The finishing washers are worth using with the deck screws to avoid splitting, and I did get to use those nice 4 inch roofing screws from home. (Thanks Dad).

 Where the floor deck plywood was gone, I used 1x2 pieces slid in between the new 2x2 floor frame and the wall framing. 

A 5/16" bolt from the bottom and a tee nut in the frame, similar to the original carriage bolt at each ear on the frame, holding the floor to the frame.

Just about ready for insulation and closing back up.
The paneling in the corners is not so good structurally, but the inner plasticized layer is fine cosmetically,  so I insulated the corners with spray foam to support it, and make it nicely airtight.  There is fiberglass insulation between the black plastic sheet and the plywood floor,  but it is out of place or deteriorated, so I filled that with foam also.   When filling under the floor, I wedged a board under the plastic to keep it from bulging as the foam expanded.

Put back the fiberglass insulation, close up the siding, re-install and caulk the corner J-strip trim.

And here's the finished product.   Don't go zooming in too close, this is an arms length job.  But it looks reasonably clean and straight. 
hey, where did the battery go?  that's another story.....
Now there is no bouncing and sagging in the rear view mirror, and we'll see how she holds up. 

Full-time RVing with Cats

In the RV, there's four of us people, and then we brought our two cats!  It's definitely a different experience than RVing without animals, but it's nice to have animals along.

While we're driving, we load the cats into the front, where we have their carriers stacked up between Alice and I.  (Naturally, “Pudgycat” goes on the bottom.) 
Hello, I'm Tiny Cat (Tuxedo), I'm ready to go, and I don't like it!

 For the first few days of our test trip out West, we had the carriers strapped down on the bathtub, in the back of the RV.  The second day in, it was pretty hot, and we did a super long day in the car.  When we got there, neither of the cats looked good, so we reconsidered, and keeping them in the front has been a pretty great solution for everyone.  So, don't try that.  Keep the pets where you would like to ride.

For water and food, we have their litterbox in the bathtub/shower, and their food and water is in the bathroom too.  It's really great having a fan and a vent back there, I dunno what we'd do without it.
Keep it real kids, this is where we go!    (Those PBRs are good, and the bag is the windsurfer bag)
We found after a while that the cheaper nonclumping little works best, we had always used clumping before.  The solids can be scooped out and put down the toilet, without really getting any clay with it.  And then do a total changeout when the wet is significant, which goes straight to the bottom anyway.  Try it both ways, and see what you like...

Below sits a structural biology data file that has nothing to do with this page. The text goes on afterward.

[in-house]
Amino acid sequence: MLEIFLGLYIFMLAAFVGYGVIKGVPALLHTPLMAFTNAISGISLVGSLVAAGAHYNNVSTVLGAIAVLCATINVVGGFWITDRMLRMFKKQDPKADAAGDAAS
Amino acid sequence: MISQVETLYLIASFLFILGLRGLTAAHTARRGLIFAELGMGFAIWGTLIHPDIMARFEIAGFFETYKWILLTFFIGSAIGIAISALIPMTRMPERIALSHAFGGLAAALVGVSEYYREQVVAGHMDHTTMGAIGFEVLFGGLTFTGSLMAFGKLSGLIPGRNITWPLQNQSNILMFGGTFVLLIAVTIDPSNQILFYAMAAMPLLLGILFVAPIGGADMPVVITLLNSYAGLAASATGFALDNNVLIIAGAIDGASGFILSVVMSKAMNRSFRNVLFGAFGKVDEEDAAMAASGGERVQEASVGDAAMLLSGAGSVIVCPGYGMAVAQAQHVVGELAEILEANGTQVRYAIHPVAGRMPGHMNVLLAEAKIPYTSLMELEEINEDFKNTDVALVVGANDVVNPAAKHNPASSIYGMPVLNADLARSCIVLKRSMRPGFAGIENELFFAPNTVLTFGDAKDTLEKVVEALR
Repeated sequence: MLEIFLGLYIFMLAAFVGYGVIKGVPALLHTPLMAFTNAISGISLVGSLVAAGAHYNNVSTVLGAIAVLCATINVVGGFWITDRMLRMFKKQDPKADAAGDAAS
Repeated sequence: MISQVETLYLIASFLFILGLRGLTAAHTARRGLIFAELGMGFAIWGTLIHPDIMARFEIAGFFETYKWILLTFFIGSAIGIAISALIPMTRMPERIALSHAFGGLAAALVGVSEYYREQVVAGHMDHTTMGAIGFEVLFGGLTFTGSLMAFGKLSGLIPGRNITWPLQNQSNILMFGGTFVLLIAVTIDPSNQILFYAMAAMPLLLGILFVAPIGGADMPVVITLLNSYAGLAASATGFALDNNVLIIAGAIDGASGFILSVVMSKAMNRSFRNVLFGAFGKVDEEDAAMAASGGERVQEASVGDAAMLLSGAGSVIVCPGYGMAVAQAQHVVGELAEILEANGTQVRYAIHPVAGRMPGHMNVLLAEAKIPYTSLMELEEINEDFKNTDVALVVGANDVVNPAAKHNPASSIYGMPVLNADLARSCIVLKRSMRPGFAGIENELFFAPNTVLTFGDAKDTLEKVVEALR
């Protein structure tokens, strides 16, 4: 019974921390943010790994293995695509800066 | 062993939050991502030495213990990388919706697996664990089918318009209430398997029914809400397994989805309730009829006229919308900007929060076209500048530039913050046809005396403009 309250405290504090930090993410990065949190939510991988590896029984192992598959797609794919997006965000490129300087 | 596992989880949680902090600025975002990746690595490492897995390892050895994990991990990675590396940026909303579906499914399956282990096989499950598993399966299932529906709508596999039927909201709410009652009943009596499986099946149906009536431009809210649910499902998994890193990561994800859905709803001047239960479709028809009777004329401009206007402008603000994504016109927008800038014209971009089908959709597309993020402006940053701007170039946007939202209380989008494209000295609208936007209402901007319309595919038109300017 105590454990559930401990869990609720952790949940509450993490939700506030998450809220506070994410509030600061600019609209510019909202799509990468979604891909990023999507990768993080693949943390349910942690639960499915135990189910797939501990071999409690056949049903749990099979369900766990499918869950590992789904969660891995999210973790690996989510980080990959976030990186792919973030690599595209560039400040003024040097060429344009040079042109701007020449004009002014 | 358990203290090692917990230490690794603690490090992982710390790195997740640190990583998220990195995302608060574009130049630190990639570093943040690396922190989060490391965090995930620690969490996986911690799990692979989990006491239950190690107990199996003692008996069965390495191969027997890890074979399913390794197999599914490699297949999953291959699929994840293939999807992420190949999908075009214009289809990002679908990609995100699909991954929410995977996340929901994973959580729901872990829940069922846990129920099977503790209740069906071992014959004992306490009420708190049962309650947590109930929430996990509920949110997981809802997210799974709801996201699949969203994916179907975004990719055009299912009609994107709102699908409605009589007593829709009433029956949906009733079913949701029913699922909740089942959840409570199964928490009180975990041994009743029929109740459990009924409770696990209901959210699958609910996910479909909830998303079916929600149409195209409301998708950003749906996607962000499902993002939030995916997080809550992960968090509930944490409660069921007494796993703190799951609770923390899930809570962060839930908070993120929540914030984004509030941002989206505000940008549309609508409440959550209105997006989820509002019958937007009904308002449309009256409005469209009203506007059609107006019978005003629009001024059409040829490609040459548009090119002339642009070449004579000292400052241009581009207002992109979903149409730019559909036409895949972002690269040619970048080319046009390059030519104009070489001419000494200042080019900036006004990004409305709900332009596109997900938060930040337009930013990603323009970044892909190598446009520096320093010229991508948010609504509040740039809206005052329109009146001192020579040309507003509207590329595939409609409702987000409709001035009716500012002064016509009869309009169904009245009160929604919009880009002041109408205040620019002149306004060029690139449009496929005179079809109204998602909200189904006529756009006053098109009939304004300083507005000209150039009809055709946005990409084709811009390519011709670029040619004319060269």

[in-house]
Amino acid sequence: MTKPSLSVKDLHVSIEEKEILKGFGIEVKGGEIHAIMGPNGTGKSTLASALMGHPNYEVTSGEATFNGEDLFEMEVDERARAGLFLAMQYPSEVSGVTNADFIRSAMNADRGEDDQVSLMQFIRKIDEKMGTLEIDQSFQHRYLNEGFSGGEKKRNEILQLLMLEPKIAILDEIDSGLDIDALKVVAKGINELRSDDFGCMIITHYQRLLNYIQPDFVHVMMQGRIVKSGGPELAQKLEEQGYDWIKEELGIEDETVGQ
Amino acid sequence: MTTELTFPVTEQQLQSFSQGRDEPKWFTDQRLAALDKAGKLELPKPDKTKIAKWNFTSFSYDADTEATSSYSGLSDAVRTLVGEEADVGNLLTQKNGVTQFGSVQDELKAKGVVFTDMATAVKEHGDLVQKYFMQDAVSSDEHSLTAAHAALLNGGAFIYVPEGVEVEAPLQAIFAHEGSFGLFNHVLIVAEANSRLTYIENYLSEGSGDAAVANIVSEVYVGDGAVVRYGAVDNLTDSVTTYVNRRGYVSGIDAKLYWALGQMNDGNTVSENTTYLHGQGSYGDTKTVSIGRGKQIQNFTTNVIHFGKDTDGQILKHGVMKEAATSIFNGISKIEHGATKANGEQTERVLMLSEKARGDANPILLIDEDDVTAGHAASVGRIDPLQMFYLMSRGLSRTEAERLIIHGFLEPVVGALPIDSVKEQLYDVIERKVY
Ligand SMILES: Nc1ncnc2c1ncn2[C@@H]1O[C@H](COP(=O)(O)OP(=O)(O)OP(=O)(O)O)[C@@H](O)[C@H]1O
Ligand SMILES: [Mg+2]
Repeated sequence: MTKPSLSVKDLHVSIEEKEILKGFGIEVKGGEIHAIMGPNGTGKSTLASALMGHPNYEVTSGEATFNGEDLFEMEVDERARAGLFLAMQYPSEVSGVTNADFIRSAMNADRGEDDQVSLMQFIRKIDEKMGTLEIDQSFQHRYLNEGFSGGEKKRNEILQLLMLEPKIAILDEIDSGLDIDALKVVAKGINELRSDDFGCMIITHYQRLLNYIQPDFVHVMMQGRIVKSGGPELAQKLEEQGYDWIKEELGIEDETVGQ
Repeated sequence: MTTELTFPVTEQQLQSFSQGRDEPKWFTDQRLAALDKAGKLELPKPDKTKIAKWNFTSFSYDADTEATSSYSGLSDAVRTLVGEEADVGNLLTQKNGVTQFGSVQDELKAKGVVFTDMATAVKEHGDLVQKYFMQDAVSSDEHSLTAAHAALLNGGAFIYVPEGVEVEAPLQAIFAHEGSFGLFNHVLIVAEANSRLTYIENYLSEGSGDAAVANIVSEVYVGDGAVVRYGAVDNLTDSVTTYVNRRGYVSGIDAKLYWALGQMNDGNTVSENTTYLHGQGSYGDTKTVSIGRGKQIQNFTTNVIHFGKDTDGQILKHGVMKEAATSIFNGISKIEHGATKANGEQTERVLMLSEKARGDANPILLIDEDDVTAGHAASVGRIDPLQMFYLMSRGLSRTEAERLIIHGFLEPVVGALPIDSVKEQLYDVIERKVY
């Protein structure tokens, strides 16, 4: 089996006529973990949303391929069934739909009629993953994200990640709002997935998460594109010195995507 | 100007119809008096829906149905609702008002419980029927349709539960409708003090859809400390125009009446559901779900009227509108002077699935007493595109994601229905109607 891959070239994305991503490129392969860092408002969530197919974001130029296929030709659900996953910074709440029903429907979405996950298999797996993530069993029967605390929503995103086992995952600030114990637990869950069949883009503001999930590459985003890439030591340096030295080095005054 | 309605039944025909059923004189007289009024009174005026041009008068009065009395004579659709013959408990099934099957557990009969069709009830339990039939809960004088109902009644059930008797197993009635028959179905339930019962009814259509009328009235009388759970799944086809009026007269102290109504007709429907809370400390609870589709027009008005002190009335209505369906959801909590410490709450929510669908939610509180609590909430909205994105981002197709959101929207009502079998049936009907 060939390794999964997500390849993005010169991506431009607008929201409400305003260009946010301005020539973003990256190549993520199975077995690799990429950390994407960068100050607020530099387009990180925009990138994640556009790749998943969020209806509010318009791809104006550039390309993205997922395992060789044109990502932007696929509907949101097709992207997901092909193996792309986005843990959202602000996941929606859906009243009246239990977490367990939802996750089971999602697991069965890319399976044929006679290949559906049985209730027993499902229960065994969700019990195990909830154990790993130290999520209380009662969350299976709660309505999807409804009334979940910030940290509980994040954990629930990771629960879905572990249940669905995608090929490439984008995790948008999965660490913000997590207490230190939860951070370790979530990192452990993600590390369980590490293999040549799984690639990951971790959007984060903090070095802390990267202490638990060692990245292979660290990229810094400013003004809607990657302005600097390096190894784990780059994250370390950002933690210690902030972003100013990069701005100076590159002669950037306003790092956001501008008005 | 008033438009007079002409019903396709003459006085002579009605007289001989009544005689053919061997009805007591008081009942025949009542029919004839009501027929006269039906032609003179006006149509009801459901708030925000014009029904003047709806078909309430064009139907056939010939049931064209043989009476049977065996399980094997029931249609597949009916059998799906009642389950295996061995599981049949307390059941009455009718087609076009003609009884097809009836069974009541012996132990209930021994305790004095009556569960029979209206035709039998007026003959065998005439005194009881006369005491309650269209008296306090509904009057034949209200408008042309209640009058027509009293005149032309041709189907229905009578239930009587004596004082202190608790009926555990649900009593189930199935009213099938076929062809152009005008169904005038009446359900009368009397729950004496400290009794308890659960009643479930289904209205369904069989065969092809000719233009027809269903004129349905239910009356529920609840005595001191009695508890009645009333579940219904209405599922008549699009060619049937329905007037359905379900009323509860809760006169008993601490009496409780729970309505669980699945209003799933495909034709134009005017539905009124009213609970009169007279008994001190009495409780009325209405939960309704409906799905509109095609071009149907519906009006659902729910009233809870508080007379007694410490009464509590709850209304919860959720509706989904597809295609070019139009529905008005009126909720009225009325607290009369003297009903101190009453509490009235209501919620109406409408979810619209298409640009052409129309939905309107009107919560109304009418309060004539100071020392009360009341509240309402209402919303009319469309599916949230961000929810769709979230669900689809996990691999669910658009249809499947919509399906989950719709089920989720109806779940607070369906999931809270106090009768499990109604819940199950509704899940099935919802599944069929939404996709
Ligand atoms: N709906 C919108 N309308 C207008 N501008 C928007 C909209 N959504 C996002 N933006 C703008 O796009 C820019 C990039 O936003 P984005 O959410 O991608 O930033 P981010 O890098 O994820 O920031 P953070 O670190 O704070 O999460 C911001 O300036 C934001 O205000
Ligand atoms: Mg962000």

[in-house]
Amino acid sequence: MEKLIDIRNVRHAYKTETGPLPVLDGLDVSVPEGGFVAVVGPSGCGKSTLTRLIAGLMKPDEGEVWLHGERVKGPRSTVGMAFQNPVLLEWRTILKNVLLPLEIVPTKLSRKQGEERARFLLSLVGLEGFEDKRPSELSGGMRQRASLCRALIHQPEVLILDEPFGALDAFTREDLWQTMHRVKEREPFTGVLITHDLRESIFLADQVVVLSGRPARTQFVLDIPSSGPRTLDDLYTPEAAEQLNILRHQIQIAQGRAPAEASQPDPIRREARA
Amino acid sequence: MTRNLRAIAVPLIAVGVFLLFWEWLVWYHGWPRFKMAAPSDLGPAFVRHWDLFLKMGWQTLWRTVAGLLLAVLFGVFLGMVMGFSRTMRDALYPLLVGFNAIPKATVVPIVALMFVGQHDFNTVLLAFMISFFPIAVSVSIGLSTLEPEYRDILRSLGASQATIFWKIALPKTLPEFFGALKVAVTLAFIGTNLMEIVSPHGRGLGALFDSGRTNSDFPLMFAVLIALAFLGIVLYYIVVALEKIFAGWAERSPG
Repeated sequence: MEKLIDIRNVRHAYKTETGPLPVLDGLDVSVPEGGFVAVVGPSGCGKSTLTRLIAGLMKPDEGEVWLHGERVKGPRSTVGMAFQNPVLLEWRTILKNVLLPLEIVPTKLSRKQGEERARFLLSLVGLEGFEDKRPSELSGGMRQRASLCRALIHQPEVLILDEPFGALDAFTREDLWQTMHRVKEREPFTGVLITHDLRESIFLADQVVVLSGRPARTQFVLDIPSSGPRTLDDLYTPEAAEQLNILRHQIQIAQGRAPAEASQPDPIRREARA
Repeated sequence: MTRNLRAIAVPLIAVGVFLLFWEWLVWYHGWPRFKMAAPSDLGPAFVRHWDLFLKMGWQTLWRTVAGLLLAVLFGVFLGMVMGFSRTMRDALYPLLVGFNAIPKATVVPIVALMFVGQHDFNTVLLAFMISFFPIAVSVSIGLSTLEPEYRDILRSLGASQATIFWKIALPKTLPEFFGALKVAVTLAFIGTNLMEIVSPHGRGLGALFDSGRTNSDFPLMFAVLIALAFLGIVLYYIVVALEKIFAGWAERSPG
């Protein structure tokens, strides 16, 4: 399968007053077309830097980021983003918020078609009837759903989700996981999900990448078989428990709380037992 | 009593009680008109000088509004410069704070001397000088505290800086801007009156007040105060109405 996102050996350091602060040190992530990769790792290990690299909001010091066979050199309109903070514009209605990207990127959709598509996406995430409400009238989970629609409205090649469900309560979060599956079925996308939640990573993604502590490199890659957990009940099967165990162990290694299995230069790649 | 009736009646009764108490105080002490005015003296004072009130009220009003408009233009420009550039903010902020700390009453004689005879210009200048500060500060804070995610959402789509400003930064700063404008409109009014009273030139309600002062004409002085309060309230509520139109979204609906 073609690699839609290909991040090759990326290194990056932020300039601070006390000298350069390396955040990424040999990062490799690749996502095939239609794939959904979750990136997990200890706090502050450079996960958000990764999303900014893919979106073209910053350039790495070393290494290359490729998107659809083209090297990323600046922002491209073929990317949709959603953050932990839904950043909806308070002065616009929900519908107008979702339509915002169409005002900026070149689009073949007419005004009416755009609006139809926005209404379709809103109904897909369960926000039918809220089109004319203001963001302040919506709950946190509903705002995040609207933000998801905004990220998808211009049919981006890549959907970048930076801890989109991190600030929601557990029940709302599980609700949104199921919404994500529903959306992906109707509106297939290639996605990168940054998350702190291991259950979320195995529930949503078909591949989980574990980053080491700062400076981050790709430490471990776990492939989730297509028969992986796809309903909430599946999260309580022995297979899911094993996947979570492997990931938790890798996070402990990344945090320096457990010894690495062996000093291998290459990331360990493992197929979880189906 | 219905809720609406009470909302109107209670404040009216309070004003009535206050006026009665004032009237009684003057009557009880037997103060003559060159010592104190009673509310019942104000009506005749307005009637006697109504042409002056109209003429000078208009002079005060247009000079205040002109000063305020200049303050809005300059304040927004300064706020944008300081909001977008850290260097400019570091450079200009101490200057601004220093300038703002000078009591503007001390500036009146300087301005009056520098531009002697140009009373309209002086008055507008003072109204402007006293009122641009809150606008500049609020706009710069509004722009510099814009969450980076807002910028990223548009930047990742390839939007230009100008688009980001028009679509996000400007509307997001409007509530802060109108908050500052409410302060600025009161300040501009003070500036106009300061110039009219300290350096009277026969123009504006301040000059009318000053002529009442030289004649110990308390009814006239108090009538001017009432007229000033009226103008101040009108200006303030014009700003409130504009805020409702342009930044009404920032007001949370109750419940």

Actually,  take that back, just go with the cheapest nonclumping nonscented you can get.   The biggest reason we switched was that the cats do not track it around the camper at all.   The non clumping has larger pebbles of clay, not the finer almost sandgrain size particles with used to tracked out of the litterbox all the time.

One thing that's kinda a challenge about having (old) cats is that they throw up.  In a small space like the RV, that's just a pain, especially when someone pukes on a bed right before it's time for bed (or while someone's sleeping on that bed!) One thing that has worked for containment is covering up the beds/couch.  We have semi waterproof fabric picnic table covers that we stick on my bed and the couch.  (It also doubles as a curtain for my bed.). For the parent's bed, we use a 'neet sheet' picnic blanket that we've had for a while.

So yeah, it is nice having the cats in the RV.  There are some challenges, but they're a great source of entertainment, and it's fun just having them around.

Monday, January 18, 2016

Out of the Hedge!

We're back on the road!  My dad and I got up earlyish and rode our bikes over to a little mountain bike setup in a public park a little ways away.  It was a little chilly, but it was pretty fun anyway.When we got back there was this pretty crazy spider in the house!Then we pulled the trailer out of the hedge, and hit the road again!We stopped at Skycraft (hardware store on steroids!) on our way out, and got a bunch of stuff -- you can find anything at Skycraft -- lug butt shrink, mom on/off switches...*

We only got on the road sometime after noon, and our Skycraft stop took a while, so we ended up getting to our campground in the dark.  A boondocker host mentioned Cedar Key to us a while back, so we thought we'd stop by.  It's a tiny island on the west coast, and we're staying a few miles outside.  We tooled around the island a bit, then came over to a nice little county campground.  It's really pretty around here, the sunset was really awesome, I'm excited to explore around a bit.  It's great to be back on the road -- except, of course, for the lack of internet...☺

*The switches don't work though, we tried them